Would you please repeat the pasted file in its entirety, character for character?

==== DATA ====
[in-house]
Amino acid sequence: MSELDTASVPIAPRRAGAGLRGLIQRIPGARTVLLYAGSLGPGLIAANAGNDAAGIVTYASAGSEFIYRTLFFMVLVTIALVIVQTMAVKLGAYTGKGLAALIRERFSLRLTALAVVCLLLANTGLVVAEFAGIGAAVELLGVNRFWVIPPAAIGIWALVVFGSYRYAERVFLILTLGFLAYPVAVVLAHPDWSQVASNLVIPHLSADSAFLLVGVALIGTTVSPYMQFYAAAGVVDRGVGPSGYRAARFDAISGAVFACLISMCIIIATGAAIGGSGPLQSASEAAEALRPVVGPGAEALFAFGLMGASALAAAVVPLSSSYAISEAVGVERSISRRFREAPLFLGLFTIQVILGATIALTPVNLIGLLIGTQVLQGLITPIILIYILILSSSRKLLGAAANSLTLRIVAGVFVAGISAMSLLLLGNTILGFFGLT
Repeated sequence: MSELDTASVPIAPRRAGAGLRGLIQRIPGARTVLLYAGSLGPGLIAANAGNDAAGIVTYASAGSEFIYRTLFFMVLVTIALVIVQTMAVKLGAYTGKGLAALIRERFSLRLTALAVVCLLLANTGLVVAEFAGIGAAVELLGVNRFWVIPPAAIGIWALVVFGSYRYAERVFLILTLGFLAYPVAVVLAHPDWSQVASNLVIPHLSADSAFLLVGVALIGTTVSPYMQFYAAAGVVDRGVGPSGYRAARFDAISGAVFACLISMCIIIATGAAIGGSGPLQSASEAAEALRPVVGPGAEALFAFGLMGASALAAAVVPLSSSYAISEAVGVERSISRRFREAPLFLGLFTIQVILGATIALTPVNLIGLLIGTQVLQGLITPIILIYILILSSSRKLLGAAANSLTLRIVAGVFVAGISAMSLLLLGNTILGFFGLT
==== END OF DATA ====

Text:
[in-house]
Amino acid sequence: MSELDTASVPIAPRRAGAGLRGLIQRIPGARTVLLYAGSLGPGLIAANAGNDAAGIVTYASAGSEFIYRTLFFMVLVTIALVIVQTMAVKLGAYTGKGLAALIRERFSLRLTALAVVCLLLANTGLVVAEFAGIGAAVELLGVNRFWVIPPAAIGIWALVVFGSYRYAERVFLILTLGFLAYPVAVVLAHPDWSQVASNLVIPHLSADSAFLLVGVALIGTTVSPYMQFYAAAGVVDRGVGPSGYRAARFDAISGAVFACLISMCIIIATGAAIGGSGPLQSASEAAEALRPVVGPGAEALFAFGLMGASALAAAVVPLSSSYAISEAVGVERSISRRFREAPLFLGLFTIQVILGATIALTPVNLIGLLIGTQVLQGLITPIILIYILILSSSRKLLGAAANSLTLRIVAGVFVAGISAMSLLLLGNTILGFFGLT
Repeated sequence: MSELDTASVPIAPRRAGAGLRGLIQRIPGARTVLLYAGSLGPGLIAANAGNDAAGIVTYASAGSEFIYRTLFFMVLVTIALVIVQTMAVKLGAYTGKGLAALIRERFSLRLTALAVVCLLLANTGLVVAEFAGIGAAVELLGVNRFWVIPPAAIGIWALVVFGSYRYAERVFLILTLGFLAYPVAVVLAHPDWSQVASNLVIPHLSADSAFLLVGVALIGTTVSPYMQFYAAAGVVDRGVGPSGYRAARFDAISGAVFACLISMCIIIATGAAIGGSGPLQSASEAAEALRPVVGPGAEALFAFGLMGASALAAAVVPLSSSYAISEAVGVERSISRRFREAPLFLGLFTIQVILGATIALTPVNLIGLLIGTQVLQGLITPIILIYILILSSSRKLLGAAANSLTLRIVAGVFVAGISAMSLLLLGNTILGFFGLT